Chaucer's Works (ed. Skeat) Vol. VI

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THE COMPLETE WORKS

OF

GEOFFREY CHAUCER

EDITED, FROM NUMEROUS MANUSCRIPTS

BY THE

Rev. WALTER W. SKEAT, M.A.
Litt.D., LL.D., D.C.L., Ph.D.

ELRINGTON AND BOSWORTH PROFESSOR OF ANGLO-SAXON
AND FELLOW OF CHRIST'S COLLEGE, CAMBRIDGE




* * *
* * *

INTRODUCTION, GLOSSARY, AND INDEXES

'Thou shall have yit, or hit be eve,
Of every word of this sentence
A preve, by experience;
And with thyn eres heren wel
Top and tail, and everydel.'
The Hous of Fame, 876-880.


Oxford

AT THE CLARENDON PRESS

M DCCC XCIV

IN GRATEFUL MEMORY
OF
HENRY BRADSHAW


CONTENTS.

General Introduction.—§ 1. Objects in view in preparing this edition. § 2. Romaunt of the Rose. § 3. The Minor Poems; Canon of Chaucer's works. § 4. A Compleint to his Lady; the Former Age; Merciless Beautee; Balade to Rosemounde; Against Women Unconstaunt; Complaints. § 5. Boethius. § 6. Troilus. § 7. The House of Fame. § 8. The Legend of Good Women. § 9. The Astrolabe. § 10. The Canterbury Tales. § 11. Obligations to others. § 12. Thomas Tyrwhitt; Thomas Wright; Bell and others. § 13. Prof. Child; Dr. Ellis; Dr. Sweet; Prof. Ten Brink; and others. § 14. The Glossarial Index. § 15. Aesthetic criticism. § 16. The Dialect of Chaucer. § 17. Chaucer's Kenticisms. § 18. Pronunciation. §19. The Vowels and Diphthongs. § 20. The Consonants. § 21. Accentuation. § 22. Explanation of phonetic symbols. § 23. The M.E. vowels. Example of pronunciation. § 24. Scansion and accents. § 25. Rimes illustrating the Pronunciation. Open and close ō. Long and short open o. § 26. Long and short open o in the Minor Poems. § 27. The same; in the Legend. § 28. The same; in the Tales. § 29. Open and close ō in Chaucer. § 30. Open and close ē. § 31. Sources of long e. § 32. Development of long e. § 33. Development of close ē. § 34. Summary of the preceding results. §35. Examples of unstable ē. §36. Word-lists. § 37. Apparent exceptions in the Tales. § 38. Apparent exceptions elsewhere. § 39. Use of the above tests. § 40. Further examples. § 41. Fuller word-lists; types A, B, and C, Chaucer's rules. § 42. Some peculiarities of rime. § 43. Rimes involving two words; other feminine rimes. § 44. Permissible rimes. Double word-forms. § 45. Repetitions. § 46. Prof. Lounsbury's objections: supposed false rimes in Chaucer and Gower. § 47. Feet, accusative, and fete, dative; entente; fore; broughte riming with nought. § 48. Further attacks upon rimes in Chaucer and Gower. § 49. General failure of these attacks. § 50. Assonances. § 51. Non-riming of -y and -y-ë. § 52. Metres and Forms of Verse. § 53. Lines of four accents; ballad-metre; four-line stanza. § 54. The eight-line stanza. § 55. The seven-line stanza; from Machault. § 56. Terza Rima. § 57. A ten-line stanza. § 58. Two nine-line stanzas. § 59. Stanzas of six and five lines. § 60. Stanzas in Anelida. § 61. Roundels. §62. Chaucer as a metrist. §63. Balades and Terns. § 64. The Envoy. § 65. The Heroic Couplet. § 66. Grammatical Outlines. § 67. General Rules. § 68. The Strong Declension of Substantives. § 69. Archaisms. § 70. Three Types of Strong Substantives. § 71. Effect of Accent. § 72. Double forms. § 73. The Weak Declension. § 74. Genitive Singular. § 75. Dative Singular. § 76. Plurals. § 77. Substantives of French origin. § 78. Adjectives. § 79. Comparatives. § 80. Superlatives. § 81. Numerals. § 82. Pronouns. § 83. Possessives. § 84. Demonstratives. § 85. Interrogatives. § 86. Relatives. § 87. Other pronominal forms. § 88. Verbs. § 89. General formulae for verbs. § 90. Seven Conjugations of Strong Verbs. § 91. Formation of Weak Verbs. § 92. Three Classes of Weak Verbs. § 93. Some other Verbs. § 94. Negative forms. § 95. Adverbs. § 96. Prepositions and Conjunctions. § 97. Constructions. § 98. Versification. § 99. Three Latin terms; iamb, trochee, amphibrach. § 100. Speech-waves. § 101. Prose and Verse. § 102. Some new symbols. § 103. Old French metres. § 104. Sixteen forms of lines. § 105. Chaucer's chief licences. § 106. Examples of scansion. § 107. His moveable pause. § 108. Additional syllables explained. § 109. Examples of additional syllables. § 110. Syllable dropped in the midst of a line. § 111. Accentuation. § 112. Elision. § 113. The vowel i not counted as a syllable. § 114. Suppression of syllables. § 115. Contraction. § 116. No elision at a pause. § 117. Four-accent metre. § 118. Alliteration. § 119. Chaucer's authorities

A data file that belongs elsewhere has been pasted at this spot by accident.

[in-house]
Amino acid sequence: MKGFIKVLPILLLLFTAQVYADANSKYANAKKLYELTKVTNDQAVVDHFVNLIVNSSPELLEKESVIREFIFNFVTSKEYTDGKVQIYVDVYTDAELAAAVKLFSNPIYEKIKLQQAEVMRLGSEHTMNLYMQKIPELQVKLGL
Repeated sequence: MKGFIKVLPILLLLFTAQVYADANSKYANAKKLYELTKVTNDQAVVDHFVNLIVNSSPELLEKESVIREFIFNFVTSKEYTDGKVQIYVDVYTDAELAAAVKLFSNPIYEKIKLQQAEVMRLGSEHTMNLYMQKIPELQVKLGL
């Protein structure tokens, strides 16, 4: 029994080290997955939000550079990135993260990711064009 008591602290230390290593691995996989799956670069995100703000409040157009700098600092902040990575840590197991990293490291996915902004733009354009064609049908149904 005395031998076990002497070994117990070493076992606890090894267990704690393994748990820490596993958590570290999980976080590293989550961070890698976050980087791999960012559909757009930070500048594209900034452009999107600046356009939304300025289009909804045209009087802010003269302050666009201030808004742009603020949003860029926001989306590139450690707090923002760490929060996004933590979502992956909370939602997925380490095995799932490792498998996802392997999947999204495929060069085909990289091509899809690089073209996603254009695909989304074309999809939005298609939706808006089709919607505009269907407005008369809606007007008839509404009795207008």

Glossarial Index: [ A—D ] - [ E—K ] - [ L—R ] - [ S—Z ]
Glossary to Fragments B and C of the Romaunt of the Rose
Glossary to Gamelyn
Index of Proper Names
Index of authors quoted or referred to by Chaucer
Index of books referred to in the notes
List of Manuscripts
General list of Errata
General Index


This work was published before January 1, 1923, and is in the public domain worldwide because the author died at least 100 years ago.